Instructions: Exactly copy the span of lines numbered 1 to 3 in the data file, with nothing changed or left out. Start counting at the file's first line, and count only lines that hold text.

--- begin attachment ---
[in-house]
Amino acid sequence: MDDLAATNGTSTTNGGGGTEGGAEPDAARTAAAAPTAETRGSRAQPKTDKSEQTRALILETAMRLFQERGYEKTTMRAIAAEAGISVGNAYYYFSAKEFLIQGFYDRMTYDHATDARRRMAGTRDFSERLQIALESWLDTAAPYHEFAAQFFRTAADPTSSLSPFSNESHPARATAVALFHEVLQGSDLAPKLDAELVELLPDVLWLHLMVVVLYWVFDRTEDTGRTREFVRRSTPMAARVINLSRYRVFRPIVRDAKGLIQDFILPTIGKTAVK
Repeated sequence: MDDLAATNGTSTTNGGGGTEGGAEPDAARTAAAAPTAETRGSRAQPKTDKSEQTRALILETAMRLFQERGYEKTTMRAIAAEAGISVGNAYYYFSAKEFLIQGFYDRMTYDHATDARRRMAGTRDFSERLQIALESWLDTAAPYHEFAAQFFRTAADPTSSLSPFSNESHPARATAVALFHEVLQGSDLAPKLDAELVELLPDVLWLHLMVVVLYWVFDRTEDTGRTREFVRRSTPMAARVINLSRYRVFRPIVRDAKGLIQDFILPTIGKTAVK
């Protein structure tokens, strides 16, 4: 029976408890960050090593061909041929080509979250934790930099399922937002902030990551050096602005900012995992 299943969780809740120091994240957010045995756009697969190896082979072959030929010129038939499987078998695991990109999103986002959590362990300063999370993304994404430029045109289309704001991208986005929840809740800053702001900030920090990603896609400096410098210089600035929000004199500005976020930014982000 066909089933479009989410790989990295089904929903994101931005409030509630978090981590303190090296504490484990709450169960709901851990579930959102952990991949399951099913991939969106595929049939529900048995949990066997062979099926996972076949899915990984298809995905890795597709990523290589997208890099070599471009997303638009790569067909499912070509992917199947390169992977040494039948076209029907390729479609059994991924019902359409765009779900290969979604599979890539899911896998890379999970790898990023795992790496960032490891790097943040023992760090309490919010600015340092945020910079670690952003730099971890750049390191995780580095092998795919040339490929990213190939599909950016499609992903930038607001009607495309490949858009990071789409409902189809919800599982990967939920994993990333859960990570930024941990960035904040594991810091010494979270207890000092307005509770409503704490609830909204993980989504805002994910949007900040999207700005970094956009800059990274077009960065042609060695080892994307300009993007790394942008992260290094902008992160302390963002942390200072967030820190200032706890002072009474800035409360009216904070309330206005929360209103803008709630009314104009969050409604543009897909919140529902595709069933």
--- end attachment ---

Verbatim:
[in-house]
Amino acid sequence: MDDLAATNGTSTTNGGGGTEGGAEPDAARTAAAAPTAETRGSRAQPKTDKSEQTRALILETAMRLFQERGYEKTTMRAIAAEAGISVGNAYYYFSAKEFLIQGFYDRMTYDHATDARRRMAGTRDFSERLQIALESWLDTAAPYHEFAAQFFRTAADPTSSLSPFSNESHPARATAVALFHEVLQGSDLAPKLDAELVELLPDVLWLHLMVVVLYWVFDRTEDTGRTREFVRRSTPMAARVINLSRYRVFRPIVRDAKGLIQDFILPTIGKTAVK
Repeated sequence: MDDLAATNGTSTTNGGGGTEGGAEPDAARTAAAAPTAETRGSRAQPKTDKSEQTRALILETAMRLFQERGYEKTTMRAIAAEAGISVGNAYYYFSAKEFLIQGFYDRMTYDHATDARRRMAGTRDFSERLQIALESWLDTAAPYHEFAAQFFRTAADPTSSLSPFSNESHPARATAVALFHEVLQGSDLAPKLDAELVELLPDVLWLHLMVVVLYWVFDRTEDTGRTREFVRRSTPMAARVINLSRYRVFRPIVRDAKGLIQDFILPTIGKTAVK